Re: [R] Dummy variables model

From: Tobias Muhlhofer <t.muhlhofer_at_lse.ac.uk>
Date: Tue 06 Sep 2005 - 05:11:09 EST

Dang! That's awesome!!!!!

Being at the end of an empirical PhD in which all the econometrics was done in R, I was already a longtime R enthusiast, but you never stop learning more neat features!!!

YAY to everyone involved in R's development!!!!

Toby

Adaikalavan Ramasamy wrote:
> You will need to ensure that firm is a factor and not numerical (i.e.
> continuous). Here is an example
>
>
> firm <- factor( sample(1:3, 20, replace=T) )
> x1 <- runif(20)
> y <- rnorm(20)
>
> summary( fit <- lm( y ~ -1 + x1 + firm ) )
> ...
> Coefficients:
> Estimate Std. Error t value Pr(>|t|)
> x1 -0.04964 0.74861 -0.066 0.948
> firm1 0.10732 0.48269 0.222 0.827
> firm2 0.27548 0.48781 0.565 0.580
> firm3 -0.07651 0.53384 -0.143 0.888
>
> NB : The "-1" in the formula forces each firm to have its own intercept.
>
>
> Use model.matrix, you will see the dummy variables created within lm().
>
> model.matrix( fit )
> x1 firm1 firm2 firm3
> 1 0.6641647 0 1 0
> 2 0.5142712 1 0 0
> 3 0.2197956 1 0 0
> 4 0.3211675 0 1 0
> 5 0.1892449 1 0 0
> 6 0.7740754 0 0 1
> 7 0.3486932 0 1 0
> 8 0.2116816 0 0 1
> 9 0.2426825 0 1 0
> 10 0.2219768 1 0 0
> 11 0.9328514 1 0 0
> 12 0.7880405 0 0 1
> 13 0.8673492 0 1 0
> 14 0.1777998 0 1 0
> 15 0.3178498 1 0 0
> 16 0.3379726 0 0 1
> 17 0.9193359 1 0 0
> 18 0.6998152 0 1 0
> 19 0.2825702 0 0 1
> 20 0.6139586 1 0 0
>
> Regards, Adai
>
>
>
> On Mon, 2005-09-05 at 15:53 +0100, Tobias Muhlhofer wrote:
>

>>So are you guys saying to me that if I have variable firm which is the 
>>factor of all firm identifiers, I could just go
>>
>>lm(y ~ x + firm)
>>
>>and that will implicitly include a dummy for each level of factor firm, 
>>thus making this a fixed effects (aka LSDV) model?
>>
>>T
>>
>>
>>Jean Eid wrote:
>>
>>>You can turn the identity vector of the firms into a factor and do lm ....
>>>
>>>Jean
>>>
>>>On Mon, 5 Sep 2005, Tobias Muhlhofer wrote:
>>>
>>>
>>>
>>>>Hi, all!
>>>>
>>>>Anyone know an easy way to specify the following model.
>>>>
>>>>Panel dataset, with stock through time, by firm.
>>>>
>>>>I want to run a model of y on a bunch of explanatory variables, and one
>>>>dummy for each firm, which is 1 for observations that come from firm i,
>>>>and 0 everywhere else. I have over 200 firms (and a factor variable that
>>>> contains a firm identifier).
>>>>
>>>>Any easy way of going about this, without having to define all these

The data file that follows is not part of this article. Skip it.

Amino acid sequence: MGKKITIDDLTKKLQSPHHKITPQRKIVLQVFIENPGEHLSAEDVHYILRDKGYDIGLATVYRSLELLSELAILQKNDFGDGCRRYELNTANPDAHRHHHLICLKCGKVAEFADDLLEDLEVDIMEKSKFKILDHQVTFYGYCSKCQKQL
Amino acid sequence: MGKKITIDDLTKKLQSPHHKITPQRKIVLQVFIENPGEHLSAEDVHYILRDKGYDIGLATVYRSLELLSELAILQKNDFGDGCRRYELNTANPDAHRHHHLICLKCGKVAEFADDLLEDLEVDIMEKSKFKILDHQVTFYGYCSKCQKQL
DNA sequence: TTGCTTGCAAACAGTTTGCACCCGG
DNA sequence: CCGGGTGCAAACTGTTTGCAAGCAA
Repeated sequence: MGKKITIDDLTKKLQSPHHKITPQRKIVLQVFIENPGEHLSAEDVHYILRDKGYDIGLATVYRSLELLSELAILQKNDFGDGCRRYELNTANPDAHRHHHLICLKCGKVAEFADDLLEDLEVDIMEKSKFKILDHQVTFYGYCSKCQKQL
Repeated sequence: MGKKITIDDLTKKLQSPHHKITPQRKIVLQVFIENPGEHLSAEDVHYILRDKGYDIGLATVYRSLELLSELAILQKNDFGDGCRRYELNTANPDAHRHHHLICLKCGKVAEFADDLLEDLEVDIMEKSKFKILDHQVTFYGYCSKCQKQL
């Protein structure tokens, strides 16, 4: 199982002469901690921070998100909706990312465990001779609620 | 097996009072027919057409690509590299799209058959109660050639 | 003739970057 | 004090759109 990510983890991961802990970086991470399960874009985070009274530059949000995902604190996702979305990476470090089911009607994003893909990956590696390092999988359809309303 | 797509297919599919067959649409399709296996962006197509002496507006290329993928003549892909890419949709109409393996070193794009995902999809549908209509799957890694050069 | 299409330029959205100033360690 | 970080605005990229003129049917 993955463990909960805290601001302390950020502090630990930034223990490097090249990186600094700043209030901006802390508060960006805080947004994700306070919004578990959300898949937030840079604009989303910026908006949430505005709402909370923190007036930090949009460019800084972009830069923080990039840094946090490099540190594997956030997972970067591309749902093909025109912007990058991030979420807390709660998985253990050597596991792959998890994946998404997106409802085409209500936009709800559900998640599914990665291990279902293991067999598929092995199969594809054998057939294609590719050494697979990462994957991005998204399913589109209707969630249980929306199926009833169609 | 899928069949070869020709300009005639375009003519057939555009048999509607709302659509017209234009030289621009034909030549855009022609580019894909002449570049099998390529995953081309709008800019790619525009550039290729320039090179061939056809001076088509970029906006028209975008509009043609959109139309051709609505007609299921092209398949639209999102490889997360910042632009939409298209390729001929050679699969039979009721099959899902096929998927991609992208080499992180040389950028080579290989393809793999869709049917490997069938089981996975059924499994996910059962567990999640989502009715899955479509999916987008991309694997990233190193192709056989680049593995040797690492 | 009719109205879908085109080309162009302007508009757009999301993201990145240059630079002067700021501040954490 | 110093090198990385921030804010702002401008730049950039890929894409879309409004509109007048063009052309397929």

>>>>dummies? I checked lme() with random = ~ 1|firm, but the problem is that
>>>>these are random effects, i.e. that there are firm-by-firm disturbance
>>>>terms and overall disturbance terms, whereas I want just overall
>>>>disturbance terms. This is generally called a "fixed effects" model,
>>>>although it seems like the term "fixed effects" is being used somewhat
>>>>differently in the context of the nlme package.
>>>>
>>>>Toby
>>>>
>>>>--
>>>>**************************************************************************
>>>>When Thomas Edison invented the light bulb he tried over 2000
>>>>experiments before he got it to work. A young reporter asked
>>>>him how it felt to have failed so many times. He said
>>>>"I never failed once. I invented the light bulb.
>>>>It just happened to be a 2000-step process."
>>>>
>>>>______________________________________________
>>>>R-help@stat.math.ethz.ch mailing list
>>>>https://stat.ethz.ch/mailman/listinfo/r-help
>>>>PLEASE do read the posting guide! http://www.R-project.org/posting-guide.html
>>>>
>>>
>>>
>>>

>
>
-- 
**************************************************************************
When Thomas Edison invented the light bulb he tried over 2000
experiments before he got it to work. A young reporter asked
him how it felt to have failed so many times. He said
"I never failed once. I invented the light bulb.
It just happened to be a 2000-step process."

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Received on Tue Sep 06 05:23:44 2005

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